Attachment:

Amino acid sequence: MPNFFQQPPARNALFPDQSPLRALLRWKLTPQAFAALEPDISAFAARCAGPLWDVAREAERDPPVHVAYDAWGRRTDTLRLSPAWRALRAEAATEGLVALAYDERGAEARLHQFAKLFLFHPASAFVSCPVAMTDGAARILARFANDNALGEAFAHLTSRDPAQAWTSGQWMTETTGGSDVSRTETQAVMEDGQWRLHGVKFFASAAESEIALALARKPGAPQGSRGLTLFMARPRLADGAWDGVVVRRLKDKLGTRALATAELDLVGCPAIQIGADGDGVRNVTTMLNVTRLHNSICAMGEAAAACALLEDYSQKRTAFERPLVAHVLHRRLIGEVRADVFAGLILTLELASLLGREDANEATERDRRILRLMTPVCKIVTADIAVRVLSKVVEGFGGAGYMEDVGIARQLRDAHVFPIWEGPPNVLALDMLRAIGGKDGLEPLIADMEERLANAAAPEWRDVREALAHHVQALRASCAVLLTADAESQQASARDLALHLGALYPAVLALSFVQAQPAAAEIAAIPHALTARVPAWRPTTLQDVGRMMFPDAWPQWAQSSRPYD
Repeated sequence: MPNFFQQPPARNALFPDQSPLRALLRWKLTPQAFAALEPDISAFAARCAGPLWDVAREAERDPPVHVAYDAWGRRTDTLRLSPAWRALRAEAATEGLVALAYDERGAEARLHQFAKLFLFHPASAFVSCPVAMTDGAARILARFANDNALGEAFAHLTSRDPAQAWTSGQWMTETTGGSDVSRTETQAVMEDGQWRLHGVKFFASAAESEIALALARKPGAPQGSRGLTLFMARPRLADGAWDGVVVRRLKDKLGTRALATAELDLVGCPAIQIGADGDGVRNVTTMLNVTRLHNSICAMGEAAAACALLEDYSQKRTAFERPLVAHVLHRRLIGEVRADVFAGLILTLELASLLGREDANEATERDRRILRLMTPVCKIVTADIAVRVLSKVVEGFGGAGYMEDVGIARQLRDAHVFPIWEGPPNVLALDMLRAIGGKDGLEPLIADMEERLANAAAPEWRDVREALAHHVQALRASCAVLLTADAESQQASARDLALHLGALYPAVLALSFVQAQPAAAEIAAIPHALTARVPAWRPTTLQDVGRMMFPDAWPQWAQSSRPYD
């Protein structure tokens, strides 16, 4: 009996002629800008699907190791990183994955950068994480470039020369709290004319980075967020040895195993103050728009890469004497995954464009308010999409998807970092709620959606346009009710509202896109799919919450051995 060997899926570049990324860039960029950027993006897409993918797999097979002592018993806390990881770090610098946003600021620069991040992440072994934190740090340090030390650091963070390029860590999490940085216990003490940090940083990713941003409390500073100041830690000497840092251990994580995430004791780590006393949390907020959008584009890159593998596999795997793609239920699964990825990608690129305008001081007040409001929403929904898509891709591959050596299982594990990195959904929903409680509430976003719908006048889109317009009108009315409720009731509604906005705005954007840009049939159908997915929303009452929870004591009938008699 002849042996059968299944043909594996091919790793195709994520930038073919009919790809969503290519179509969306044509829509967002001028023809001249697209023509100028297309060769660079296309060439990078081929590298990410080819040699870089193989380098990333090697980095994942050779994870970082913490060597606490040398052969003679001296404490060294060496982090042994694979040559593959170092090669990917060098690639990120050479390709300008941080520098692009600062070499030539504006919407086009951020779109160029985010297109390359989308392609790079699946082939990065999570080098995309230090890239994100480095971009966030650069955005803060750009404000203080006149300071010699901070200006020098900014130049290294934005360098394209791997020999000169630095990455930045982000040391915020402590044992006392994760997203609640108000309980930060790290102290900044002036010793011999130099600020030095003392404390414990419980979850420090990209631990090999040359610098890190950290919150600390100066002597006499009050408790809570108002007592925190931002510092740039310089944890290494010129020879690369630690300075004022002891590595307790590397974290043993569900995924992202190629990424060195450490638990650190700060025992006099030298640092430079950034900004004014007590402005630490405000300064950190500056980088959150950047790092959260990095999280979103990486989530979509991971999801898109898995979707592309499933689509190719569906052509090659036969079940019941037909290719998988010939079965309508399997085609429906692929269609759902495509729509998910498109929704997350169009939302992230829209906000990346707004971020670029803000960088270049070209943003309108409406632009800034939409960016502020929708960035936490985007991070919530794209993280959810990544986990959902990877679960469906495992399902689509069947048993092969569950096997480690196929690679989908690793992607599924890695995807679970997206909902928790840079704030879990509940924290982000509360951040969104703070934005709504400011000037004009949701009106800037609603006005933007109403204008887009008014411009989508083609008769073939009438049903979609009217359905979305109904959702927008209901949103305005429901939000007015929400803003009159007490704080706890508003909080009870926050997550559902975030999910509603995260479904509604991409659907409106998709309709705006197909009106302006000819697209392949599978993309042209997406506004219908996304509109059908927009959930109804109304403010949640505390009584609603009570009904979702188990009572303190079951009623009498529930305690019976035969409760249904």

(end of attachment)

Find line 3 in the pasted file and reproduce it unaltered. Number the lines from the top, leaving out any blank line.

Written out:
């Protein structure tokens, strides 16, 4: 009996002629800008699907190791990183994955950068994480470039020369709290004319980075967020040895195993103050728009890469004497995954464009308010999409998807970092709620959606346009009710509202896109799919919450051995 060997899926570049990324860039960029950027993006897409993918797999097979002592018993806390990881770090610098946003600021620069991040992440072994934190740090340090030390650091963070390029860590999490940085216990003490940090940083990713941003409390500073100041830690000497840092251990994580995430004791780590006393949390907020959008584009890159593998596999795997793609239920699964990825990608690129305008001081007040409001929403929904898509891709591959050596299982594990990195959904929903409680509430976003719908006048889109317009009108009315409720009731509604906005705005954007840009049939159908997915929303009452929870004591009938008699 002849042996059968299944043909594996091919790793195709994520930038073919009919790809969503290519179509969306044509829509967002001028023809001249697209023509100028297309060769660079296309060439990078081929590298990410080819040699870089193989380098990333090697980095994942050779994870970082913490060597606490040398052969003679001296404490060294060496982090042994694979040559593959170092090669990917060098690639990120050479390709300008941080520098692009600062070499030539504006919407086009951020779109160029985010297109390359989308392609790079699946082939990065999570080098995309230090890239994100480095971009966030650069955005803060750009404000203080006149300071010699901070200006020098900014130049290294934005360098394209791997020999000169630095990455930045982000040391915020402590044992006392994760997203609640108000309980930060790290102290900044002036010793011999130099600020030095003392404390414990419980979850420090990209631990090999040359610098890190950290919150600390100066002597006499009050408790809570108002007592925190931002510092740039310089944890290494010129020879690369630690300075004022002891590595307790590397974290043993569900995924992202190629990424060195450490638990650190700060025992006099030298640092430079950034900004004014007590402005630490405000300064950190500056980088959150950047790092959260990095999280979103990486989530979509991971999801898109898995979707592309499933689509190719569906052509090659036969079940019941037909290719998988010939079965309508399997085609429906692929269609759902495509729509998910498109929704997350169009939302992230829209906000990346707004971020670029803000960088270049070209943003309108409406632009800034939409960016502020929708960035936490985007991070919530794209993280959810990544986990959902990877679960469906495992399902689509069947048993092969569950096997480690196929690679989908690793992607599924890695995807679970997206909902928790840079704030879990509940924290982000509360951040969104703070934005709504400011000037004009949701009106800037609603006005933007109403204008887009008014411009989508083609008769073939009438049903979609009217359905979305109904959702927008209901949103305005429901939000007015929400803003009159007490704080706890508003909080009870926050997550559902975030999910509603995260479904509604991409659907409106998709309709705006197909009106302006000819697209392949599978993309042209997406506004219908996304509109059908927009959930109804109304403010949640505390009584609603009570009904979702188990009572303190079951009623009498529930305690019976035969409760249904």